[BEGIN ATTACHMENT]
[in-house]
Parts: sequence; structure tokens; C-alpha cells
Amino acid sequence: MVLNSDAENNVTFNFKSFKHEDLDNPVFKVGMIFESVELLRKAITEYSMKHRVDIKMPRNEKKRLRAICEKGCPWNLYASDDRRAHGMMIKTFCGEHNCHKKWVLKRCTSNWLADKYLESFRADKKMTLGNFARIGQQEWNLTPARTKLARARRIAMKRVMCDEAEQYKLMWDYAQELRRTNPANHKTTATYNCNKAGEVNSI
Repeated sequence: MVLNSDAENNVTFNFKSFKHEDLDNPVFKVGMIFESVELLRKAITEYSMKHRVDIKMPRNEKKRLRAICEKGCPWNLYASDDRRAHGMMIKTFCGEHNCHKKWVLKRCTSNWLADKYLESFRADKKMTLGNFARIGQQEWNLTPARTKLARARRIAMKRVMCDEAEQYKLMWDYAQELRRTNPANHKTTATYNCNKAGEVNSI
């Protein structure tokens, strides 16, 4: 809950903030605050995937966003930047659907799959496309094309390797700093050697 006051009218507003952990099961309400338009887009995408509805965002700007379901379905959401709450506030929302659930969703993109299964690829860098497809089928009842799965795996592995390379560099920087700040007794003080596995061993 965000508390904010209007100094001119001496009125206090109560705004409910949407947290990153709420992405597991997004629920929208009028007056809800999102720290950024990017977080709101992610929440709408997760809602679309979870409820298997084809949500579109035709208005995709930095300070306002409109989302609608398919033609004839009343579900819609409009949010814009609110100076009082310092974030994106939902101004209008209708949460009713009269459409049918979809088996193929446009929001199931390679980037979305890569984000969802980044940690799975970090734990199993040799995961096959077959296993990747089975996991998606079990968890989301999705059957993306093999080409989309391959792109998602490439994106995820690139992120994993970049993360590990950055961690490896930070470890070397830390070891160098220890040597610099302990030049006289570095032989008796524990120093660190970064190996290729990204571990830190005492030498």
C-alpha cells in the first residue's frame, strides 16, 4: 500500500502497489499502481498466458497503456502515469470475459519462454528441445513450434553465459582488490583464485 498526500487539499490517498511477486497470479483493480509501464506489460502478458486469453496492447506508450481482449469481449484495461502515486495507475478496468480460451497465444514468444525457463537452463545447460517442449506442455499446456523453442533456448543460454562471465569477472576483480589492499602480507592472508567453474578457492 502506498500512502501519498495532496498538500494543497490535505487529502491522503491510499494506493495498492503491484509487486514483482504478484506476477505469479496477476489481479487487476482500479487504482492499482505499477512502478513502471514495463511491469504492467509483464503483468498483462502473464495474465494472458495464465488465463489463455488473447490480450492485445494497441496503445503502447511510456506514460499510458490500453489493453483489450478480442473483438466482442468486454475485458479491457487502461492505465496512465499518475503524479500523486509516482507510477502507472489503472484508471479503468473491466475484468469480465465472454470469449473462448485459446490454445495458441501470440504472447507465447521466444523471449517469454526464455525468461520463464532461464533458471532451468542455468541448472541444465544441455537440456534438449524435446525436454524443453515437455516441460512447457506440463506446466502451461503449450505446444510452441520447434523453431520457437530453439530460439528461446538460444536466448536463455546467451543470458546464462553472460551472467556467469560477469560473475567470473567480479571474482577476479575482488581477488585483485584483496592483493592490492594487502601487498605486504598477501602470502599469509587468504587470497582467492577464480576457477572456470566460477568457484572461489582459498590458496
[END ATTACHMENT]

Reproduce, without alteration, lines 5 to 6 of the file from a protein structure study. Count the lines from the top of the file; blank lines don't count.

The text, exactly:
């Protein structure tokens, strides 16, 4: 809950903030605050995937966003930047659907799959496309094309390797700093050697 006051009218507003952990099961309400338009887009995408509805965002700007379901379905959401709450506030929302659930969703993109299964690829860098497809089928009842799965795996592995390379560099920087700040007794003080596995061993 965000508390904010209007100094001119001496009125206090109560705004409910949407947290990153709420992405597991997004629920929208009028007056809800999102720290950024990017977080709101992610929440709408997760809602679309979870409820298997084809949500579109035709208005995709930095300070306002409109989302609608398919033609004839009343579900819609409009949010814009609110100076009082310092974030994106939902101004209008209708949460009713009269459409049918979809088996193929446009929001199931390679980037979305890569984000969802980044940690799975970090734990199993040799995961096959077959296993990747089975996991998606079990968890989301999705059957993306093999080409989309391959792109998602490439994106995820690139992120994993970049993360590990950055961690490896930070470890070397830390070891160098220890040597610099302990030049006289570095032989008796524990120093660190970064190996290729990204571990830190005492030498």
C-alpha cells in the first residue's frame, strides 16, 4: 500500500502497489499502481498466458497503456502515469470475459519462454528441445513450434553465459582488490583464485 498526500487539499490517498511477486497470479483493480509501464506489460502478458486469453496492447506508450481482449469481449484495461502515486495507475478496468480460451497465444514468444525457463537452463545447460517442449506442455499446456523453442533456448543460454562471465569477472576483480589492499602480507592472508567453474578457492 502506498500512502501519498495532496498538500494543497490535505487529502491522503491510499494506493495498492503491484509487486514483482504478484506476477505469479496477476489481479487487476482500479487504482492499482505499477512502478513502471514495463511491469504492467509483464503483468498483462502473464495474465494472458495464465488465463489463455488473447490480450492485445494497441496503445503502447511510456506514460499510458490500453489493453483489450478480442473483438466482442468486454475485458479491457487502461492505465496512465499518475503524479500523486509516482507510477502507472489503472484508471479503468473491466475484468469480465465472454470469449473462448485459446490454445495458441501470440504472447507465447521466444523471449517469454526464455525468461520463464532461464533458471532451468542455468541448472541444465544441455537440456534438449524435446525436454524443453515437455516441460512447457506440463506446466502451461503449450505446444510452441520447434523453431520457437530453439530460439528461446538460444536466448536463455546467451543470458546464462553472460551472467556467469560477469560473475567470473567480479571474482577476479575482488581477488585483485584483496592483493592490492594487502601487498605486504598477501602470502599469509587468504587470497582467492577464480576457477572456470566460477568457484572461489582459498590458496